The other area of development has been in secondary products (which are made or manufactured) and the south-east of Brazil in particular has seen a huge increase in manufacturing around the cities of Rio de Janeiro and Sao Paulo.

Development in Brazil - Farming

Although large areas of north-east Brazil suffer from annual droughts and most of northern Brazil is covered by the Amazon Rainforest, a lot of the country is actually perfect for agriculture.


Southern Brazil has the perfect climate and fertile soil for arable farming; growing valuable ‘cash crops’ like coffee and sugar. They also produce lots of staple food crops; foods which are eaten every day like wheat, maize and corn. Sugar is also used to make fuel for cars and trucks – find out more in the brain box below.

Central Brazil has huge areas of natural grassland perfect for pastoral farming (breeding animals like cattle).

Development in Brazil - Mineral extraction

Brazil has huge amounts of minerals like iron ore, gold and precious gemstones. These can be exported to other countries which brings money into Brazil from richer countries like the USA.

undefinedThe largest iron ore mine in the world located in the state of pará in the Carajás Mountains of North Brazil. The mine contains billions of tonnes of iron ore as well as gold, nickel, copper and manganese.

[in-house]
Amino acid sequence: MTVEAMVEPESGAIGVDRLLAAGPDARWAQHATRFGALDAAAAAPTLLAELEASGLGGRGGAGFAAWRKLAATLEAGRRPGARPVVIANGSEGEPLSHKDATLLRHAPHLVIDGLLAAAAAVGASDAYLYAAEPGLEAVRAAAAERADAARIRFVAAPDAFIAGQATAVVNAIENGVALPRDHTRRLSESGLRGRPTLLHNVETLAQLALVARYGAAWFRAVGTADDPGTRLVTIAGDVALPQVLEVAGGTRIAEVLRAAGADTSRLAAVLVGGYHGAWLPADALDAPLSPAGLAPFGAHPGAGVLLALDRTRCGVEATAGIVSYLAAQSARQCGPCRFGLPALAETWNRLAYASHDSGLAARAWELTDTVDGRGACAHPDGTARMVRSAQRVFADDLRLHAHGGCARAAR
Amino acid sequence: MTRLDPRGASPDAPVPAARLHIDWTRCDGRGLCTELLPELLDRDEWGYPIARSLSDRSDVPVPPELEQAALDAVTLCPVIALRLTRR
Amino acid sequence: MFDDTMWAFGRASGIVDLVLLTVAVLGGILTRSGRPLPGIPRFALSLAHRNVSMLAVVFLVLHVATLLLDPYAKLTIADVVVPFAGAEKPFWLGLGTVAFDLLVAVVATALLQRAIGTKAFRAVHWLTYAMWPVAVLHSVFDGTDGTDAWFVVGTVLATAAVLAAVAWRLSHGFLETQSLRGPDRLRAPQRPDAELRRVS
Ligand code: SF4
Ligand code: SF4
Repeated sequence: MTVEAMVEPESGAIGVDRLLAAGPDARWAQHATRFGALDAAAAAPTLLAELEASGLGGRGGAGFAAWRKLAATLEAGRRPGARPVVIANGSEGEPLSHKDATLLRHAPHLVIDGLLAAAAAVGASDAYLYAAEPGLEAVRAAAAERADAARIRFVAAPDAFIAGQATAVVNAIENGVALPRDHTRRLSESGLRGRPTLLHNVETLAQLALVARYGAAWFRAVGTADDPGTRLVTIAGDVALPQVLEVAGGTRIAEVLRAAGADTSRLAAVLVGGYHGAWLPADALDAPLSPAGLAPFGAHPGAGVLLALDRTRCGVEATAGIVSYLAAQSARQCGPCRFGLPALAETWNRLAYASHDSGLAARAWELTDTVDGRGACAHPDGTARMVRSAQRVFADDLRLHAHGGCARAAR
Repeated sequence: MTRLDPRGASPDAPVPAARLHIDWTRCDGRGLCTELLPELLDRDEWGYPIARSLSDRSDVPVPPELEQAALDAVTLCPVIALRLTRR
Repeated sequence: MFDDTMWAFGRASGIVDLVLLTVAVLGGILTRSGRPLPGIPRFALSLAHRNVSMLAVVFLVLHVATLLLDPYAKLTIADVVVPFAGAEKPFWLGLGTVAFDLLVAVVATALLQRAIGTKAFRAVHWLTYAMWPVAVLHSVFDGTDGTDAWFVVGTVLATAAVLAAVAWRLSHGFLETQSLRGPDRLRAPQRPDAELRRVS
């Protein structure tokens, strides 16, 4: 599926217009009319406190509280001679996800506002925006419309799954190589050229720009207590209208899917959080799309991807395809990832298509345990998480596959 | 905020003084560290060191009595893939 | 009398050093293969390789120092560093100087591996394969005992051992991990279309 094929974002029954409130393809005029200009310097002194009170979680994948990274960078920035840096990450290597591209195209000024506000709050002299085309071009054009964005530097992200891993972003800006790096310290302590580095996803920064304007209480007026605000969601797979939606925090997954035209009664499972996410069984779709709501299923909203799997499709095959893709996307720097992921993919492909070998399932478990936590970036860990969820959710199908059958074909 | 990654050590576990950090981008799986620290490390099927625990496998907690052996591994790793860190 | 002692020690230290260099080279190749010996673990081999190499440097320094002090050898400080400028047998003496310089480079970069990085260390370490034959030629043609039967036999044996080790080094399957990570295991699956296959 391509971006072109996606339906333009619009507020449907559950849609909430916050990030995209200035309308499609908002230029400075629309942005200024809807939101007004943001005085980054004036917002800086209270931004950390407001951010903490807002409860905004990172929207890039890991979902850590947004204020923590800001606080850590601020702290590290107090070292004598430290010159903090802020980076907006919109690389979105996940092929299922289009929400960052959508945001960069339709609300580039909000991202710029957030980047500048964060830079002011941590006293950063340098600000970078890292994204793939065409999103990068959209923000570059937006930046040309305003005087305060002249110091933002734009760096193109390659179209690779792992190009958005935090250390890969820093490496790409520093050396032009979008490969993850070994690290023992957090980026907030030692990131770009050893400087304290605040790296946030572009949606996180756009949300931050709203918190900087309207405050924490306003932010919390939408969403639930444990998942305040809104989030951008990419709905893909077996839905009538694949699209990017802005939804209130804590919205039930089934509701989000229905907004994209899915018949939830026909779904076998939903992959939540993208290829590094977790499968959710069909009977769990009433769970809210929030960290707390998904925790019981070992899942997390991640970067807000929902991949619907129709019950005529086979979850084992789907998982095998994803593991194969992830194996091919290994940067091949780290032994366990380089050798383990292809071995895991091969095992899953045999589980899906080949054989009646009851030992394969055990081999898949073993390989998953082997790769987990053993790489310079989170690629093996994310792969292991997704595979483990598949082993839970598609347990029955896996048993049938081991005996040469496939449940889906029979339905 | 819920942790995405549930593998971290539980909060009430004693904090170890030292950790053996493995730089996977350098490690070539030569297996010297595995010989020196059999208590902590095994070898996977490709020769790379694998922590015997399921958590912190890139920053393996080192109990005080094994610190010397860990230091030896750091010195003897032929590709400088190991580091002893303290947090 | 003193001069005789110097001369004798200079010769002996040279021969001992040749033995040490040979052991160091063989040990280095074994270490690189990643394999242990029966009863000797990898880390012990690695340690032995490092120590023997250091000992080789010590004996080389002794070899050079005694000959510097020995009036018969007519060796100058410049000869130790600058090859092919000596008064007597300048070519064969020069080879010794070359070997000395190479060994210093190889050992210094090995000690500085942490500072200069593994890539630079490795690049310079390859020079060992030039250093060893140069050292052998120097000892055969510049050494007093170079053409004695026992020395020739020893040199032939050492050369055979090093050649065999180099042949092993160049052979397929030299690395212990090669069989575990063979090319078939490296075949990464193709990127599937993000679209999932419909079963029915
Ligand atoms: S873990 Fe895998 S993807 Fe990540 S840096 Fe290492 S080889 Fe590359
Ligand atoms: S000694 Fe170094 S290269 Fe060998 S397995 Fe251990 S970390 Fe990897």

The primary resources are also used to fuel the growth of domestic manufacturing (making things inside Brazil). Charcoal from the rainforests is used as fuel for smelting ore to get pure metals.

Steel is used in car manufacturing and the world’s biggest and purest deposit of iron ore is at Carajas in the Amazon rainforest (pictured above). Bauxite mines provide aluminium to build aircraft for Embraer S.A. – a giant aerospace company.

Development in Brazil - Manufacturing

Rio de Janeiro and Sao Paulo are cities in the main manufacturing region of Brazil. The entire transport system of Brazil is like a gigantic funnel bringing resources to the area to be used in factories.

There are multinational car companies in the region, including major global brands like Toyota (who also start building engines in north Wales this year). Huge steelworks use the iron that comes from Amazonia and there are ship building, heavy engineering and aircraft factories close by.

The part of a country where most of the manufacturing happens is called the core region or economic core; the other regions which are less developed are called peripheral (on the edge) regions.

Brain box...

Bioethanol – a spoonful of sugar...